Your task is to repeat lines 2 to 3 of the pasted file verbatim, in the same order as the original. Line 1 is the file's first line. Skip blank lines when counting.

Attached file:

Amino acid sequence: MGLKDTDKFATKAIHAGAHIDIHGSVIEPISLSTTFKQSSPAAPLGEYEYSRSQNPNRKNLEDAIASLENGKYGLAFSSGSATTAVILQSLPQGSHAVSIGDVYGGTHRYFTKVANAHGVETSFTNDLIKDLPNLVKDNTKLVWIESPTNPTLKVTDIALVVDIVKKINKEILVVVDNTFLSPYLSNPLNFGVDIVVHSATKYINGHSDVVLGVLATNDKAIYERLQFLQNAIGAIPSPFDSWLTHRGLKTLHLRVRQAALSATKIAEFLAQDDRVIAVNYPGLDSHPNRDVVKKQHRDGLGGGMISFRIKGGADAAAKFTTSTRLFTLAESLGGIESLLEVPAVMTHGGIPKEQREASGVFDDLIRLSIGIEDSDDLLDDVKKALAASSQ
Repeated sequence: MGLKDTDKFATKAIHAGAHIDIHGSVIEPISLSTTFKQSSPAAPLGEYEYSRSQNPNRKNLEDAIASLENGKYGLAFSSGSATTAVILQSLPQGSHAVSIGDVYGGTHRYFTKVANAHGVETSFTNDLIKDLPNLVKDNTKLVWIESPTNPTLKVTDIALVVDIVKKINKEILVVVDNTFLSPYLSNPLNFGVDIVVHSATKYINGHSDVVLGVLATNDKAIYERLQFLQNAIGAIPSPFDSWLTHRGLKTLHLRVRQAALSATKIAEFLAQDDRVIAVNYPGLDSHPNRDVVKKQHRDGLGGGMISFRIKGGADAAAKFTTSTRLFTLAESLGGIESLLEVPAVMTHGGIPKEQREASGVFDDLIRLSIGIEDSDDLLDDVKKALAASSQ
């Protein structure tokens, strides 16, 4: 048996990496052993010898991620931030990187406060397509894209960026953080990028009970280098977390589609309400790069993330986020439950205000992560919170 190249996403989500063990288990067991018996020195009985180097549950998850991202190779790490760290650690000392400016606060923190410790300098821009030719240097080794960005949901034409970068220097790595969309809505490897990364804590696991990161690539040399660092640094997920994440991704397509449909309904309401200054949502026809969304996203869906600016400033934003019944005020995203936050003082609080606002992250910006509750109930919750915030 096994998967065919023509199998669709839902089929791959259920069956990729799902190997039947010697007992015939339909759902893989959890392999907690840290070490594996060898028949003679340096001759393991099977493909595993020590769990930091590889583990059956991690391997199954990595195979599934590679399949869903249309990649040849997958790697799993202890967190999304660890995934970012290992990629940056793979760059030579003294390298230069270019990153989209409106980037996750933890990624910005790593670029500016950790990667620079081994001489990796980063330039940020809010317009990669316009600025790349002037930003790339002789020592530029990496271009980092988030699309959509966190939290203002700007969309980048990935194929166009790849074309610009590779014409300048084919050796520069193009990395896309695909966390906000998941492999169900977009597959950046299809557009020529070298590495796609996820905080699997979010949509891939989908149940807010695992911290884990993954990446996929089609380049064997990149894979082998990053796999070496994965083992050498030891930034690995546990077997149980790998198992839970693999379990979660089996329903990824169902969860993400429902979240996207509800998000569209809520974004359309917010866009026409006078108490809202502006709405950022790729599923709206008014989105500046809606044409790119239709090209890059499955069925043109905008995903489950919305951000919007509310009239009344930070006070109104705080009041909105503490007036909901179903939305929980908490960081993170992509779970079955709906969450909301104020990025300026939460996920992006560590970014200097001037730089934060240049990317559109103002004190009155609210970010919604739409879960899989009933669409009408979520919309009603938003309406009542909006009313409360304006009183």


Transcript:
Repeated sequence: MGLKDTDKFATKAIHAGAHIDIHGSVIEPISLSTTFKQSSPAAPLGEYEYSRSQNPNRKNLEDAIASLENGKYGLAFSSGSATTAVILQSLPQGSHAVSIGDVYGGTHRYFTKVANAHGVETSFTNDLIKDLPNLVKDNTKLVWIESPTNPTLKVTDIALVVDIVKKINKEILVVVDNTFLSPYLSNPLNFGVDIVVHSATKYINGHSDVVLGVLATNDKAIYERLQFLQNAIGAIPSPFDSWLTHRGLKTLHLRVRQAALSATKIAEFLAQDDRVIAVNYPGLDSHPNRDVVKKQHRDGLGGGMISFRIKGGADAAAKFTTSTRLFTLAESLGGIESLLEVPAVMTHGGIPKEQREASGVFDDLIRLSIGIEDSDDLLDDVKKALAASSQ
């Protein structure tokens, strides 16, 4: 048996990496052993010898991620931030990187406060397509894209960026953080990028009970280098977390589609309400790069993330986020439950205000992560919170 190249996403989500063990288990067991018996020195009985180097549950998850991202190779790490760290650690000392400016606060923190410790300098821009030719240097080794960005949901034409970068220097790595969309809505490897990364804590696991990161690539040399660092640094997920994440991704397509449909309904309401200054949502026809969304996203869906600016400033934003019944005020995203936050003082609080606002992250910006509750109930919750915030 096994998967065919023509199998669709839902089929791959259920069956990729799902190997039947010697007992015939339909759902893989959890392999907690840290070490594996060898028949003679340096001759393991099977493909595993020590769990930091590889583990059956991690391997199954990595195979599934590679399949869903249309990649040849997958790697799993202890967190999304660890995934970012290992990629940056793979760059030579003294390298230069270019990153989209409106980037996750933890990624910005790593670029500016950790990667620079081994001489990796980063330039940020809010317009990669316009600025790349002037930003790339002789020592530029990496271009980092988030699309959509966190939290203002700007969309980048990935194929166009790849074309610009590779014409300048084919050796520069193009990395896309695909966390906000998941492999169900977009597959950046299809557009020529070298590495796609996820905080699997979010949509891939989908149940807010695992911290884990993954990446996929089609380049064997990149894979082998990053796999070496994965083992050498030891930034690995546990077997149980790998198992839970693999379990979660089996329903990824169902969860993400429902979240996207509800998000569209809520974004359309917010866009026409006078108490809202502006709405950022790729599923709206008014989105500046809606044409790119239709090209890059499955069925043109905008995903489950919305951000919007509310009239009344930070006070109104705080009041909105503490007036909901179903939305929980908490960081993170992509779970079955709906969450909301104020990025300026939460996920992006560590970014200097001037730089934060240049990317559109103002004190009155609210970010919604739409879960899989009933669409009408979520919309009603938003309406009542909006009313409360304006009183």